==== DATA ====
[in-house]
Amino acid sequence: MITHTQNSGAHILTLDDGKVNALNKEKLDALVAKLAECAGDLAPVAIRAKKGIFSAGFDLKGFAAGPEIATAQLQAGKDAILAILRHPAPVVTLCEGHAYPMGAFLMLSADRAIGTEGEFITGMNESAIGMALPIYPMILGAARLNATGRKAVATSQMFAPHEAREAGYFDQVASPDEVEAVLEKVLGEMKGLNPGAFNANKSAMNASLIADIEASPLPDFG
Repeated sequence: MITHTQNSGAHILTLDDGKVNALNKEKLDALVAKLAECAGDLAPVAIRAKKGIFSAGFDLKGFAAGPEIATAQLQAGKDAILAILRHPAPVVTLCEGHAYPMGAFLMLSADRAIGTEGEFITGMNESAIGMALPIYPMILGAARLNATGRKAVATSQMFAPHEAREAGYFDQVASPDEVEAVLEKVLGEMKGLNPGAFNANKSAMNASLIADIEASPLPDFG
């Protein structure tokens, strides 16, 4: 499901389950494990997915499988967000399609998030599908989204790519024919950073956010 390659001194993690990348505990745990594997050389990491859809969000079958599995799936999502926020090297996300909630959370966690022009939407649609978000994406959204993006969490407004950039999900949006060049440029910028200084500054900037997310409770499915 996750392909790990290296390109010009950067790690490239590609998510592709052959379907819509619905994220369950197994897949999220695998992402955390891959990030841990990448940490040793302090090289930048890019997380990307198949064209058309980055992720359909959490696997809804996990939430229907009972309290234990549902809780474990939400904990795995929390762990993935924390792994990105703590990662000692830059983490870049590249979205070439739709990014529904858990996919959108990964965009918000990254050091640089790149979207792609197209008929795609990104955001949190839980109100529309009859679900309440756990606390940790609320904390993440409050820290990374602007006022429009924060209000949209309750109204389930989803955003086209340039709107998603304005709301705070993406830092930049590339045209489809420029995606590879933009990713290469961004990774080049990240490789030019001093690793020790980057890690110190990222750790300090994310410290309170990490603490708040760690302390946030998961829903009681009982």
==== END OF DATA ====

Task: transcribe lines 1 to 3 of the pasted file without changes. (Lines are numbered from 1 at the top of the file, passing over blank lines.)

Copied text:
[in-house]
Amino acid sequence: MITHTQNSGAHILTLDDGKVNALNKEKLDALVAKLAECAGDLAPVAIRAKKGIFSAGFDLKGFAAGPEIATAQLQAGKDAILAILRHPAPVVTLCEGHAYPMGAFLMLSADRAIGTEGEFITGMNESAIGMALPIYPMILGAARLNATGRKAVATSQMFAPHEAREAGYFDQVASPDEVEAVLEKVLGEMKGLNPGAFNANKSAMNASLIADIEASPLPDFG
Repeated sequence: MITHTQNSGAHILTLDDGKVNALNKEKLDALVAKLAECAGDLAPVAIRAKKGIFSAGFDLKGFAAGPEIATAQLQAGKDAILAILRHPAPVVTLCEGHAYPMGAFLMLSADRAIGTEGEFITGMNESAIGMALPIYPMILGAARLNATGRKAVATSQMFAPHEAREAGYFDQVASPDEVEAVLEKVLGEMKGLNPGAFNANKSAMNASLIADIEASPLPDFG